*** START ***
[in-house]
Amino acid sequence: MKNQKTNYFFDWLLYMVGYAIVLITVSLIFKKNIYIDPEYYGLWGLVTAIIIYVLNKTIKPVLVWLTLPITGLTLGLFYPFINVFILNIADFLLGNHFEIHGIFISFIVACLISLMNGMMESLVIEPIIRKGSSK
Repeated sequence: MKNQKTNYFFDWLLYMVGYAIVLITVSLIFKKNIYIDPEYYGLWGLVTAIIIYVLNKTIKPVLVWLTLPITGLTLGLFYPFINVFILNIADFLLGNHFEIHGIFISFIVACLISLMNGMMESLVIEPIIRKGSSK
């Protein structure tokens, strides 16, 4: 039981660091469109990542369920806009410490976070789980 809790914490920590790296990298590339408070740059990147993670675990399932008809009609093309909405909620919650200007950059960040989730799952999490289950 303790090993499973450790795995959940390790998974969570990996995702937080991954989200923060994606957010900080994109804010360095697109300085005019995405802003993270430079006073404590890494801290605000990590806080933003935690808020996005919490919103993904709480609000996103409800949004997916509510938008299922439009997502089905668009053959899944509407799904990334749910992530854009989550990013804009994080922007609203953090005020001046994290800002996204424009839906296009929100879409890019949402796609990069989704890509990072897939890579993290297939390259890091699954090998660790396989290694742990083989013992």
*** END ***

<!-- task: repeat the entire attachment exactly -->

[in-house]
Amino acid sequence: MKNQKTNYFFDWLLYMVGYAIVLITVSLIFKKNIYIDPEYYGLWGLVTAIIIYVLNKTIKPVLVWLTLPITGLTLGLFYPFINVFILNIADFLLGNHFEIHGIFISFIVACLISLMNGMMESLVIEPIIRKGSSK
Repeated sequence: MKNQKTNYFFDWLLYMVGYAIVLITVSLIFKKNIYIDPEYYGLWGLVTAIIIYVLNKTIKPVLVWLTLPITGLTLGLFYPFINVFILNIADFLLGNHFEIHGIFISFIVACLISLMNGMMESLVIEPIIRKGSSK
């Protein structure tokens, strides 16, 4: 039981660091469109990542369920806009410490976070789980 809790914490920590790296990298590339408070740059990147993670675990399932008809009609093309909405909620919650200007950059960040989730799952999490289950 303790090993499973450790795995959940390790998974969570990996995702937080991954989200923060994606957010900080994109804010360095697109300085005019995405802003993270430079006073404590890494801290605000990590806080933003935690808020996005919490919103993904709480609000996103409800949004997916509510938008299922439009997502089905668009053959899944509407799904990334749910992530854009989550990013804009994080922007609203953090005020001046994290800002996204424009839906296009929100879409890019949402796609990069989704890509990072897939890579993290297939390259890091699954090998660790396989290694742990083989013992």